A DETENTE between Netflix and Amazon seems to be in place as the two streaming giants, alongside a handful of Hollywood studios, are suing Set Broadcast over alleged piracy.
Set Broadcast has Set TV, a paid-for streaming service that offers access to some 500 live TV channels and a large number of shows and movies on-demand; some of those include Netflix shows and flicks still limited to cinema showings.
Amazon, Netflix and the studios alleged that Set TV is causing a "mass infringement" of their content, and slam Set TV as a streaming service that's basically chock full of pirated content, reported GeekWire.
The lawsuit, presented to a Californian district court, argues that Set TV illicitly streams content from third-party sources and captures live TV transmissions.
"For its on-demand options, Setvnow relies on third-party sources that illicitly reproduce copyrighted works and then provide streams of popular content such as movies still exclusively in theatres and television shows," the lawsuit said.
The group of streamers and studios, which are operating under the name of the Alliance for Creativity and Entertainment, want the court to impose an injunction against Set TV to stop the streaming of pirated material. And then it wants $150,000 per pirated piece of work as compensation; that will probably add up to very large sum.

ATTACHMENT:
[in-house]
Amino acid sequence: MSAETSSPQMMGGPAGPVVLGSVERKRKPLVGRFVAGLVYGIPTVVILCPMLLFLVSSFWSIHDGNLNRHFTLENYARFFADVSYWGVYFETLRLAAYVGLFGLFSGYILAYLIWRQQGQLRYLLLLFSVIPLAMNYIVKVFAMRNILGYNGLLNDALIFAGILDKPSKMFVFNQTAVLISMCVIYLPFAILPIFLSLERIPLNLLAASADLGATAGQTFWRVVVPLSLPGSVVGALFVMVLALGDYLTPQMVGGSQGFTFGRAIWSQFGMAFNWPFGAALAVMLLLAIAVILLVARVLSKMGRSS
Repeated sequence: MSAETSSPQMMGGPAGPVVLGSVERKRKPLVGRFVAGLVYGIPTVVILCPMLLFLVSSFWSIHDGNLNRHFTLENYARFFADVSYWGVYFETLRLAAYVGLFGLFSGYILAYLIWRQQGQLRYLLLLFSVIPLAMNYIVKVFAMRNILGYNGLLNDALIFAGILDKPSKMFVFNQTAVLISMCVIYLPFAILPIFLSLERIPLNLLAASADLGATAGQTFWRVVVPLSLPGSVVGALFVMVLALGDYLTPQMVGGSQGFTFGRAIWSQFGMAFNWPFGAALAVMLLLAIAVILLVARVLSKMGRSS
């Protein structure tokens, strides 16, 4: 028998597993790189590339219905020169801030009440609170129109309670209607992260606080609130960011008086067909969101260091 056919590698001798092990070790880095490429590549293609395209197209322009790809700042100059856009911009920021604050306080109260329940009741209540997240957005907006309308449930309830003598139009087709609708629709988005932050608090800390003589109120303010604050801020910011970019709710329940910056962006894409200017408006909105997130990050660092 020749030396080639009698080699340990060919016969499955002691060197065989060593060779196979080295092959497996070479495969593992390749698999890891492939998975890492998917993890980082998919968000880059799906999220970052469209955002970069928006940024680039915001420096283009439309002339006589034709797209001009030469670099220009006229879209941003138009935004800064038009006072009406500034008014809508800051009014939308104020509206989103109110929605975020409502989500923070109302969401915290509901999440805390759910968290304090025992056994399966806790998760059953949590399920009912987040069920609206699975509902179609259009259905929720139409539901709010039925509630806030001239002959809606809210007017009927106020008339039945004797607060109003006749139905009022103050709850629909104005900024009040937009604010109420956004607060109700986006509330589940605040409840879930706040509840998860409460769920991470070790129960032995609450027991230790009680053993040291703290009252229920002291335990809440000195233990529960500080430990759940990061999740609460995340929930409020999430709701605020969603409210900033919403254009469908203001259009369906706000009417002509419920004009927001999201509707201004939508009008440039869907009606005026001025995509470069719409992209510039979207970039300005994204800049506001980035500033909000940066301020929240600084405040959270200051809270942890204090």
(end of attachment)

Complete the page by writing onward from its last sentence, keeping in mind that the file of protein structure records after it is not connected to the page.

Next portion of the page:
So basically, Set TV looks like it's about to get royally stuffed. But if you're going to run a service that's basically charging for pirated content, then your shelf-life isn't likely to be very long.
We contacted Set Broadcast to get its take on the lawsuit but have yet to hear back.
Streaming services linked to piracy often catch the ire of Amazon and Netflix, as seen with the two firms joining forces and suing TickBox TV, a streaming service that relied on Kodi, itself a tool for propagating the illicit streaming of copyright infringing content.
There's a lot of legally grey areas when it comes to some streaming services, but in the case of Set TV, we reckon the court isn't going to look at its approach with big dollops of favour. µ
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